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Small Business Grants

Table of Contents

  • What Is a Small Business Grant?
  • Federal Government Grants for Small Business
  • State and Regional Grants for Small Business
  • Corporate Small Business Grants
  • Specialized Grants
  • An Alternative Route to Funding

Any entrepreneur will tell you that starting a business from scratch isn’t easy.

Doing so is even more difficult when starting with little to no capital. While borrowing from banks or relatives is typically the go-to path for small business owners, it’s not your only option.

If you’re looking to secure a decent amount of capital to get your business off the ground, you might want to consider applying for a small business grant.

In this article, we’re going to discuss the key types of grants small business owners can apply for, as well as the differences between each type. We’ll also provide information on how to get grants, including how to find active grant opportunities that your company qualifies for and what you’ll need to do to apply for them.

How much startup capital do small business owners need? 

The average amount of capital needed to start and maintain a small business varies. Wells Fargo lists this number at $10,000, whereas the Kauffman Firm, which consists mostly of high-tech firms, found that startup capital averages $80,000 a year.

What Is a Small Business Grant?

A business grant is a set of funds offered by a specific entity to an applicant company that fulfills a set of standards created by the providing entity.

As opposed to business loans, business grants are provided without the expectation of repayment. However, along with the standards mentioned above, companies applying for specific grants may be required to follow certain stipulations upon being provided the funds.

Along with that, it’s also worth mentioning that grants are given only to select applicants (i.e., those most qualified for them). Unlike business loans, which are offered on a case-by-case basis, grants aren’t available year-round—and your competition when applying for one will likely be pretty fierce. 

If it’s within the realm of possibility for your company to qualify and be selected for a grant, you want to apply for it.

(If you don’t currently qualify for a grant due to reasons that are under your control, you’ll at least have an idea of how your business can grow moving forward.)

Business owners pursuing four distinct types of grant opportunities. 

4 Small Business Grant Opportunities

The grants you’re going to want to look for typically fall into one of the following categories:

  • Federal government grants for small business 
  • State and regional grants
  • Private/corporate small business grants
  • Specialized grants, including small business grants for women and minorities) 

(Note that specialized grants have further stipulations regarding qualifying factors. We’ll get more into this later on.)

 

Federal Government Grants for Small Business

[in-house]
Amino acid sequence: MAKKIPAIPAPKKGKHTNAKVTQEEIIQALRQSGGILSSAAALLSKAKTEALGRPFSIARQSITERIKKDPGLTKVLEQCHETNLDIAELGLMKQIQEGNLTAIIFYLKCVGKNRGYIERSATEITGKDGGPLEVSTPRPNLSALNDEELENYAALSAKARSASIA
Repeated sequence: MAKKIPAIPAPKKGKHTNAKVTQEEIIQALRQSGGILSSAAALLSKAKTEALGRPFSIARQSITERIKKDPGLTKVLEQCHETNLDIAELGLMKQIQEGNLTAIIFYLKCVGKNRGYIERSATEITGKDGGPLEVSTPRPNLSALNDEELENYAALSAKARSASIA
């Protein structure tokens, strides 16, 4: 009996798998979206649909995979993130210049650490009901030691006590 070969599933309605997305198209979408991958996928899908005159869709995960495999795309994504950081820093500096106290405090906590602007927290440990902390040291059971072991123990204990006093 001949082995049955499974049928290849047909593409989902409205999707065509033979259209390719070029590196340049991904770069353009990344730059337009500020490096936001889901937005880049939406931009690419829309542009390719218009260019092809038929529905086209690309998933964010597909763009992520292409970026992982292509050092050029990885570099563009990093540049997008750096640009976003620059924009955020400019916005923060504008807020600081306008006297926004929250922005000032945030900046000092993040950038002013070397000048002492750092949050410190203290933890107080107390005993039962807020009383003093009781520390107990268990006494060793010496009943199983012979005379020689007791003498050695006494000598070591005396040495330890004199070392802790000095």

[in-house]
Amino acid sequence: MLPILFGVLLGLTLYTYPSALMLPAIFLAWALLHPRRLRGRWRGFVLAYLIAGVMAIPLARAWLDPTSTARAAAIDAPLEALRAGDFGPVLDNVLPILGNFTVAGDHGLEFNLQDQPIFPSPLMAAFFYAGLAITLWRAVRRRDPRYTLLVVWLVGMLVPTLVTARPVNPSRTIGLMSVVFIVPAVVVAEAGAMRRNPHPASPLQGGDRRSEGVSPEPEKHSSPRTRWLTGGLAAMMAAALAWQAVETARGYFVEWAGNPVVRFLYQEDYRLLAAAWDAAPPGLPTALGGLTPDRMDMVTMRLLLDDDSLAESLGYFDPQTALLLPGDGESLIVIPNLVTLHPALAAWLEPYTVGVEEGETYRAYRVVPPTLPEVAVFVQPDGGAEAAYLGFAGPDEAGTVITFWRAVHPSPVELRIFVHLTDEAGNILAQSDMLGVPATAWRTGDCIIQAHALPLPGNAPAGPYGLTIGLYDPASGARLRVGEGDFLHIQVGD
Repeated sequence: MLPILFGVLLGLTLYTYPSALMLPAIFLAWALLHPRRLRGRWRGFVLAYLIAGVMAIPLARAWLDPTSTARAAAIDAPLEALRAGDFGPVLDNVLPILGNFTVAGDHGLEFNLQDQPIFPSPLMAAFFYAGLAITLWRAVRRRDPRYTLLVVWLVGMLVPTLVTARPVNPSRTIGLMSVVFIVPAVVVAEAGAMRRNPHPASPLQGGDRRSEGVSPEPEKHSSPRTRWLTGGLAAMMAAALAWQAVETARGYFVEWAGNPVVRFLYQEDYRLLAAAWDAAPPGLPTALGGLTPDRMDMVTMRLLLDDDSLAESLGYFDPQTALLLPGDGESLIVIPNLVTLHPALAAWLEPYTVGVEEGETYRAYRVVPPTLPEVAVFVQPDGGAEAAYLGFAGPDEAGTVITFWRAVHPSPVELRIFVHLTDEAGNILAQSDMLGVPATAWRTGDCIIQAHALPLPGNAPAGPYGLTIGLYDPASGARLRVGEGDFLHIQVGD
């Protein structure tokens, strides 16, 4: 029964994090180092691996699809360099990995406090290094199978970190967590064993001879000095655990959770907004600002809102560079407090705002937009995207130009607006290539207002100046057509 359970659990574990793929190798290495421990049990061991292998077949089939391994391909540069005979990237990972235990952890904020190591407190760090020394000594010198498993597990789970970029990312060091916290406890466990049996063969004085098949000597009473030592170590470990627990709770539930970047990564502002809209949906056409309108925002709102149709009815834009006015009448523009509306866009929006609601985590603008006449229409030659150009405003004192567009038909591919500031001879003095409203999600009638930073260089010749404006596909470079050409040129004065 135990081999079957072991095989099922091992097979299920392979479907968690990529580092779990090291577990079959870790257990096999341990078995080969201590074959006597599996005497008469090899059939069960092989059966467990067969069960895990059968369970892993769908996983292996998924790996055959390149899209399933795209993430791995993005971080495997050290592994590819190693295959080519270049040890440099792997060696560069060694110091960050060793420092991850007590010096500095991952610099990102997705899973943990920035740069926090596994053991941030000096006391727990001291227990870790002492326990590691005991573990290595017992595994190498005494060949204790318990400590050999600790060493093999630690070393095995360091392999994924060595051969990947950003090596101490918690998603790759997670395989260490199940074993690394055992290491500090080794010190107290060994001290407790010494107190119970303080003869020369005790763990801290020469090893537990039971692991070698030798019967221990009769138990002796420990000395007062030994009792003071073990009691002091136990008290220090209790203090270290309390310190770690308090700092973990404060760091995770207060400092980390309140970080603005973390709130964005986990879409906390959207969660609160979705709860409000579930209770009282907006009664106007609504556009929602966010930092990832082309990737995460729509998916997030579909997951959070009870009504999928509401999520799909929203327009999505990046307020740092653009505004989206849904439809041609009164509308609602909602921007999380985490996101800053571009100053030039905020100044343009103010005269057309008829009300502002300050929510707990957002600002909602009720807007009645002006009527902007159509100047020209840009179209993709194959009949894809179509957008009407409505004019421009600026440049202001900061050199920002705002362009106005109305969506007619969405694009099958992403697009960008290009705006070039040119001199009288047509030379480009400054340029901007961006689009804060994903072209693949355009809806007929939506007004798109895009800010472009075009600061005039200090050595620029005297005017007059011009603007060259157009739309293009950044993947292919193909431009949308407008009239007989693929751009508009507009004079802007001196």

As the name suggests, federal grants are those which are provided by the federal government.

Federal grants are often thought of as being somewhat elusive, in that earning one is essentially a crapshoot. Since these grants are offered to organizations throughout the country, many small business owners overlook them, figuring that their company will never get chosen out of the sea of applicants.

While there’s some validity to this claim, it’s also a bit of a self-fulfilling prophecy. If you don’t put your all into applying for the grant, there’s almost no way you’ll be selected over a company that has. And, of course, if you don’t even apply, there isn’t any way for you to win in the first place.

The truth is, the prospect of earning a federal grant may be a bit more realistic than you’d think. Reason being, the qualifications tend to be pretty specific. Typically, federal grants are offered to companies who fit a set of stringent criteria.

Federal Grant Criteria

The three overarching criteria include:

  • The type of organization you run and the services you provide
  • The current status of your business
  • How you plan to use the grant money if chosen

Federal grants are most stringent when it comes to the type of organizations being targeted. Such grants are typically offered to organizations that benefit and promote the welfare of our national community in some way. For example, grants are often provided to companies in the following sectors:

  • Environmental conservation
  • Childcare and education
  • Scientific and technological research

Now, this doesn’t mean your business has to be a nonprofit to be eligible. However, organizations whose efforts aren’t directly focused on improving their community likely won’t be eligible for such grants based on further qualifying factors.

Federal government grants for small business are also more tailored to organizations that have been operating successfully for a sustained period. Again, this isn’t to say that brand new startups are excluded based on the age of their organization. It’s that companies just getting off the ground probably won’t be able to meet the criteria for the grant.